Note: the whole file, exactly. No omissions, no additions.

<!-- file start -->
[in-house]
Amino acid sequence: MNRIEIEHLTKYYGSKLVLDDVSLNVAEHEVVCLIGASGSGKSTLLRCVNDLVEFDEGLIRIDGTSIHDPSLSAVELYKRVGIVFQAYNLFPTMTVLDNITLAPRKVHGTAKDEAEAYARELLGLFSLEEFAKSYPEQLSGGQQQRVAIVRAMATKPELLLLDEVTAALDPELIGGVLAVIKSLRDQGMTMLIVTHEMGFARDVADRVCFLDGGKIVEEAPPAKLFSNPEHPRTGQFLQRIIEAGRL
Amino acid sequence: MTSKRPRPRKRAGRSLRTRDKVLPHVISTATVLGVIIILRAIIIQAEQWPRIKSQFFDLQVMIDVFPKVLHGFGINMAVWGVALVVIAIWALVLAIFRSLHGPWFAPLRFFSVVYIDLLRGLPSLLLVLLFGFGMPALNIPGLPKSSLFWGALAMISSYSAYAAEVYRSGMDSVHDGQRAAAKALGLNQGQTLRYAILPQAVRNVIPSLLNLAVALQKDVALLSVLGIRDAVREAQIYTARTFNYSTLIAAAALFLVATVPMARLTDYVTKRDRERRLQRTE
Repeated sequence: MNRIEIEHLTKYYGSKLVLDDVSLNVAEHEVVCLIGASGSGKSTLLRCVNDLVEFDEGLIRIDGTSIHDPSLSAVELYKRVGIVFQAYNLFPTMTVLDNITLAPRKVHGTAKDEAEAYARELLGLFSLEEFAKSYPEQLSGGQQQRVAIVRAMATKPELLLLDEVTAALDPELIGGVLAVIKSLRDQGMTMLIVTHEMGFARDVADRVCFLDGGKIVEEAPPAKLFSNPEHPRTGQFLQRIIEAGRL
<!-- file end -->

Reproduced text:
[in-house]
Amino acid sequence: MNRIEIEHLTKYYGSKLVLDDVSLNVAEHEVVCLIGASGSGKSTLLRCVNDLVEFDEGLIRIDGTSIHDPSLSAVELYKRVGIVFQAYNLFPTMTVLDNITLAPRKVHGTAKDEAEAYARELLGLFSLEEFAKSYPEQLSGGQQQRVAIVRAMATKPELLLLDEVTAALDPELIGGVLAVIKSLRDQGMTMLIVTHEMGFARDVADRVCFLDGGKIVEEAPPAKLFSNPEHPRTGQFLQRIIEAGRL
Amino acid sequence: MTSKRPRPRKRAGRSLRTRDKVLPHVISTATVLGVIIILRAIIIQAEQWPRIKSQFFDLQVMIDVFPKVLHGFGINMAVWGVALVVIAIWALVLAIFRSLHGPWFAPLRFFSVVYIDLLRGLPSLLLVLLFGFGMPALNIPGLPKSSLFWGALAMISSYSAYAAEVYRSGMDSVHDGQRAAAKALGLNQGQTLRYAILPQAVRNVIPSLLNLAVALQKDVALLSVLGIRDAVREAQIYTARTFNYSTLIAAAALFLVATVPMARLTDYVTKRDRERRLQRTE
Repeated sequence: MNRIEIEHLTKYYGSKLVLDDVSLNVAEHEVVCLIGASGSGKSTLLRCVNDLVEFDEGLIRIDGTSIHDPSLSAVELYKRVGIVFQAYNLFPTMTVLDNITLAPRKVHGTAKDEAEAYARELLGLFSLEEFAKSYPEQLSGGQQQRVAIVRAMATKPELLLLDEVTAALDPELIGGVLAVIKSLRDQGMTMLIVTHEMGFARDVADRVCFLDGGKIVEEAPPAKLFSNPEHPRTGQFLQRIIEAGRL